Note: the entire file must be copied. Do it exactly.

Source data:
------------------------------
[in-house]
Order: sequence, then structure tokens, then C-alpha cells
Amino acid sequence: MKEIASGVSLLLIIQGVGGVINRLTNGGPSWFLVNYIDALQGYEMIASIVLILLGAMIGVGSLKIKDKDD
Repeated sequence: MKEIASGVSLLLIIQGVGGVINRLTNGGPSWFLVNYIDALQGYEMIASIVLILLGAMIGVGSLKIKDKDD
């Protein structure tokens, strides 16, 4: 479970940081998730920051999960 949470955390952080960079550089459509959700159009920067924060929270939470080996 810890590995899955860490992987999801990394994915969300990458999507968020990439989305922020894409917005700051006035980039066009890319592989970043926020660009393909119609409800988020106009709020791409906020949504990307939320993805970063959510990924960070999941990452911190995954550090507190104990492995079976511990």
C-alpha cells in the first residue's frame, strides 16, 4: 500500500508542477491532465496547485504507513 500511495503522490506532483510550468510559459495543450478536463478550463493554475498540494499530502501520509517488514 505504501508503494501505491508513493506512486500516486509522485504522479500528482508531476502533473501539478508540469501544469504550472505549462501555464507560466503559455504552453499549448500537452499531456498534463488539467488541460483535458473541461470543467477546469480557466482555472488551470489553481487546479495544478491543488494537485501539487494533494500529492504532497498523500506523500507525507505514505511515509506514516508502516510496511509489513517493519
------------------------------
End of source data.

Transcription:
[in-house]
Order: sequence, then structure tokens, then C-alpha cells
Amino acid sequence: MKEIASGVSLLLIIQGVGGVINRLTNGGPSWFLVNYIDALQGYEMIASIVLILLGAMIGVGSLKIKDKDD
Repeated sequence: MKEIASGVSLLLIIQGVGGVINRLTNGGPSWFLVNYIDALQGYEMIASIVLILLGAMIGVGSLKIKDKDD
């Protein structure tokens, strides 16, 4: 479970940081998730920051999960 949470955390952080960079550089459509959700159009920067924060929270939470080996 810890590995899955860490992987999801990394994915969300990458999507968020990439989305922020894409917005700051006035980039066009890319592989970043926020660009393909119609409800988020106009709020791409906020949504990307939320993805970063959510990924960070999941990452911190995954550090507190104990492995079976511990």
C-alpha cells in the first residue's frame, strides 16, 4: 500500500508542477491532465496547485504507513 500511495503522490506532483510550468510559459495543450478536463478550463493554475498540494499530502501520509517488514 505504501508503494501505491508513493506512486500516486509522485504522479500528482508531476502533473501539478508540469501544469504550472505549462501555464507560466503559455504552453499549448500537452499531456498534463488539467488541460483535458473541461470543467477546469480557466482555472488551470489553481487546479495544478491543488494537485501539487494533494500529492504532497498523500506523500507525507505514505511515509506514516508502516510496511509489513517493519